||Gaurier Benoit1, Germain Gregory1, Le Boulluec Marc1, Giry Eric2, Fontaine Emmanuel3
||1 : IFREMER, Hydrodynam & Metocean, F-62321 Boulogne, France.
||IUTAM Symposium on Fluid-Structure Interaction in Ocean Engineering (Springer), 2008-06 , Vol. 8 , P. 57-68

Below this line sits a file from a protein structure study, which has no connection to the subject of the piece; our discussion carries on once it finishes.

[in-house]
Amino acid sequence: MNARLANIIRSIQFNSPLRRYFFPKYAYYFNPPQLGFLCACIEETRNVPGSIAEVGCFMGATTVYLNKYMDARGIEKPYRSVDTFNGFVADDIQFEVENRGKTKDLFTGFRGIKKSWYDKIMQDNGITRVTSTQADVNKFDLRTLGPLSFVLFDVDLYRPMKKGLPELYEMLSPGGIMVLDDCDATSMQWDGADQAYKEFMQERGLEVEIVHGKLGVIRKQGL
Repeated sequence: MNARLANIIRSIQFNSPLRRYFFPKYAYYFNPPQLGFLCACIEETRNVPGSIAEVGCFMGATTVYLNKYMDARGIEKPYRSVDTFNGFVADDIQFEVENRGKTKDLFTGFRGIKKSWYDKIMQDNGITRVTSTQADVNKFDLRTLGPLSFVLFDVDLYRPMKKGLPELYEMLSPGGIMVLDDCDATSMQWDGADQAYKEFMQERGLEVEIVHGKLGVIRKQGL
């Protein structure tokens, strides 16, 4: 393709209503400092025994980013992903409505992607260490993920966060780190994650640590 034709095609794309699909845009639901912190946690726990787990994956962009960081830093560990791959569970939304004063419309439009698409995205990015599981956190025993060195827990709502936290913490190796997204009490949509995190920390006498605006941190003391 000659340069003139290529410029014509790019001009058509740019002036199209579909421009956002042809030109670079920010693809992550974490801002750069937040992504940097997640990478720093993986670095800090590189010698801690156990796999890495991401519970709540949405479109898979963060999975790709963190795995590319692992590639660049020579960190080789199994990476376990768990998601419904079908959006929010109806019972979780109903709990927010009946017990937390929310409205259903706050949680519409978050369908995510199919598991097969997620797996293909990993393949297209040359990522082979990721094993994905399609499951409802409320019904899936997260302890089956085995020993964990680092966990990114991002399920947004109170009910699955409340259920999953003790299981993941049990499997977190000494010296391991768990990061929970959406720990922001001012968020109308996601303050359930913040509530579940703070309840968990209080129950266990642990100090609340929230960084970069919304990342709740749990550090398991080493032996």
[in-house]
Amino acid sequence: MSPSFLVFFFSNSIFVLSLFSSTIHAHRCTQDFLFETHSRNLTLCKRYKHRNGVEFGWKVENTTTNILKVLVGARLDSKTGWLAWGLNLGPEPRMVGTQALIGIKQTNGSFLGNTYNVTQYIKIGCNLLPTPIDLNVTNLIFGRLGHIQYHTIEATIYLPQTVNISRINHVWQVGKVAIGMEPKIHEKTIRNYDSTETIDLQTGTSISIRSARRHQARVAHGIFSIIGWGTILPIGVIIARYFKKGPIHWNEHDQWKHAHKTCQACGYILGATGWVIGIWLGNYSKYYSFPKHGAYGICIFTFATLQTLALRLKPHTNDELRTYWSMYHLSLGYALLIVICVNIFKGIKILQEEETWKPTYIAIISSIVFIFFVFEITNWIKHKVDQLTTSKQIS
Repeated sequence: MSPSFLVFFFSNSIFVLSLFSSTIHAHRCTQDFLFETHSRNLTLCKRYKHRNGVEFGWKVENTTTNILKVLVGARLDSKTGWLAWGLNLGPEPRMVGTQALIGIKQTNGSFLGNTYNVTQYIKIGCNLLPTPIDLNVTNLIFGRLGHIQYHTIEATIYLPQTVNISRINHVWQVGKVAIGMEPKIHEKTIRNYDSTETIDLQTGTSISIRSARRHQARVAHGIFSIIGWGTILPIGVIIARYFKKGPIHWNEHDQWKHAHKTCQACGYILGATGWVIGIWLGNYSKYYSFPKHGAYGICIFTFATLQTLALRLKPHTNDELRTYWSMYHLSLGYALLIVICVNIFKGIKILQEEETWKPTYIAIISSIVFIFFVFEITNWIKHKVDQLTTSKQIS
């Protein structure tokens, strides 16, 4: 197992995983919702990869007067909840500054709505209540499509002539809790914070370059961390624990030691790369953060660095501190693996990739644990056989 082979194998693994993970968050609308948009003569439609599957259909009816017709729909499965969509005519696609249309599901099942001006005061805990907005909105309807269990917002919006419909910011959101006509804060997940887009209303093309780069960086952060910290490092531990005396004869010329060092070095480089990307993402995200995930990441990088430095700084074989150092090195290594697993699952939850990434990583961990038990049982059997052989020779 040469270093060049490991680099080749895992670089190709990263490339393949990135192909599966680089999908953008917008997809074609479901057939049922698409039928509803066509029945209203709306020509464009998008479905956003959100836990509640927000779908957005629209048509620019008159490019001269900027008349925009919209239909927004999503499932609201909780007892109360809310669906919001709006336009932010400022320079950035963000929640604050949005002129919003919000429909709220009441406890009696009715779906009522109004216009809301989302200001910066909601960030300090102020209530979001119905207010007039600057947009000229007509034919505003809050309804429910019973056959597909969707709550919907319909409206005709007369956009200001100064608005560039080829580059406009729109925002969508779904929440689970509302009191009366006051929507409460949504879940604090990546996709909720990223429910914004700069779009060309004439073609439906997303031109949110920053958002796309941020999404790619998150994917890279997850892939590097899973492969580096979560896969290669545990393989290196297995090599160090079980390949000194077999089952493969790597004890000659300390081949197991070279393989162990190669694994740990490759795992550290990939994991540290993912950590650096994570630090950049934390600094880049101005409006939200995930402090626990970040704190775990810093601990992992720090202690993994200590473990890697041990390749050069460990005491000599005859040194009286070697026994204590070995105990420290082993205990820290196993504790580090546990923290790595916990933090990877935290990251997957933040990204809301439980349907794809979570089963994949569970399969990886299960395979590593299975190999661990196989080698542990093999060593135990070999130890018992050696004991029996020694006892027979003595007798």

||Vortex-Induced Vibrations (VIV) are well-known and related to the majority of cylindrical structures subjected to strong winds or currents. The VIV limit the lifetime of the structure because they increase the forces and so the fatigue. When several structures of this kind are put together in close interaction, the wake effects (Wake Induced Oscillations - WIO) sometimes involve strong instabilities. If these structures are flexible or mobile, oscillations of several diameters can be observed and collisions can occur ( & ). Such structures are widespread in the oil industry where the extraction of oil in deep water can be done by means of risers. In some cases, risers are connected to a floating support called FPSO (Floating Production Storage Offloading) and held in tension by buoys (figure 2). These buoys are located at depth where waves do not have any significant influence. However, in these areas, the magnitude of currents can be sometimes important. Consequently, engineering companies have to find solutions to prevent hydrodynamic interactions between risers and buoys. For a better understanding and characterization of wake effects, an experimental study is carried out at the Ifremer (Institut Fran¸cais de Recherche pour l'Exploitation de la Mer) flume tank in Boulogne-sur-Mer, France. This work is completed within the framework of the project Clarom cepm co 3007/04, in partnership with Doris engineering, Saipem s.a., Institut Fran¸cais du P´etrole, Oceanide, Ecole Centrale Marseille & Total. After presenting the experimental setup, we will focus on the interaction effects between two cylinders in close proximity. In this study, we quantify wake effects and risks of collision between structures. Several orientations and spacings between the cylinders are considered and tested. A short numerical study performed with the CFD code Fluent is also presented, for which hydrodynamic coefficients and motions of a single cylinder in a flow are numerically evaluated.